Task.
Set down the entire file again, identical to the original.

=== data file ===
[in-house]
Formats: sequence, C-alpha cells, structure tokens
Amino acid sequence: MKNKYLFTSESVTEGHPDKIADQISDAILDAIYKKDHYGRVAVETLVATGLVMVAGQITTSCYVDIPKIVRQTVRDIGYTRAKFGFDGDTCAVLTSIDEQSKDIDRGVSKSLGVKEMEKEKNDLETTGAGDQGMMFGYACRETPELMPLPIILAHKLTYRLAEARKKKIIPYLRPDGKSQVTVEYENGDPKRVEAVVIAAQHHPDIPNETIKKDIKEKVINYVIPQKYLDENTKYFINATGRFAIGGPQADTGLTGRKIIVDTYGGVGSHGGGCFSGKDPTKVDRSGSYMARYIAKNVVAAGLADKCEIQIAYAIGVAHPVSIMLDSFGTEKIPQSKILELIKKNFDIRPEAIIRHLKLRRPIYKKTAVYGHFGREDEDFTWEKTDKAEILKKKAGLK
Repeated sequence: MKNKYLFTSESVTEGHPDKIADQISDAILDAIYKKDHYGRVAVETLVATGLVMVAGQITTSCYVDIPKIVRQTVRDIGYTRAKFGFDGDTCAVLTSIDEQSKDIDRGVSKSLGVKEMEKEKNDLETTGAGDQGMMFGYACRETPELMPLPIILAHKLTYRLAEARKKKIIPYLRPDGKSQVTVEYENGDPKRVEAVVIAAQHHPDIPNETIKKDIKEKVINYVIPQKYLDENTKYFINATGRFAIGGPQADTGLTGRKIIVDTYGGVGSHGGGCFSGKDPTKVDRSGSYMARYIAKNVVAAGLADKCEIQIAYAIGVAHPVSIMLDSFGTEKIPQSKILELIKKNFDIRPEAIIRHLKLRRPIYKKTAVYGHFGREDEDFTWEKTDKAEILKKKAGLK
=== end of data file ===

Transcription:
[in-house]
Formats: sequence, C-alpha cells, structure tokens
Amino acid sequence: MKNKYLFTSESVTEGHPDKIADQISDAILDAIYKKDHYGRVAVETLVATGLVMVAGQITTSCYVDIPKIVRQTVRDIGYTRAKFGFDGDTCAVLTSIDEQSKDIDRGVSKSLGVKEMEKEKNDLETTGAGDQGMMFGYACRETPELMPLPIILAHKLTYRLAEARKKKIIPYLRPDGKSQVTVEYENGDPKRVEAVVIAAQHHPDIPNETIKKDIKEKVINYVIPQKYLDENTKYFINATGRFAIGGPQADTGLTGRKIIVDTYGGVGSHGGGCFSGKDPTKVDRSGSYMARYIAKNVVAAGLADKCEIQIAYAIGVAHPVSIMLDSFGTEKIPQSKILELIKKNFDIRPEAIIRHLKLRRPIYKKTAVYGHFGREDEDFTWEKTDKAEILKKKAGLK
Repeated sequence: MKNKYLFTSESVTEGHPDKIADQISDAILDAIYKKDHYGRVAVETLVATGLVMVAGQITTSCYVDIPKIVRQTVRDIGYTRAKFGFDGDTCAVLTSIDEQSKDIDRGVSKSLGVKEMEKEKNDLETTGAGDQGMMFGYACRETPELMPLPIILAHKLTYRLAEARKKKIIPYLRPDGKSQVTVEYENGDPKRVEAVVIAAQHHPDIPNETIKKDIKEKVINYVIPQKYLDENTKYFINATGRFAIGGPQADTGLTGRKIIVDTYGGVGSHGGGCFSGKDPTKVDRSGSYMARYIAKNVVAAGLADKCEIQIAYAIGVAHPVSIMLDSFGTEKIPQSKILELIKKNFDIRPEAIIRHLKLRRPIYKKTAVYGHFGREDEDFTWEKTDKAEILKKKAGLK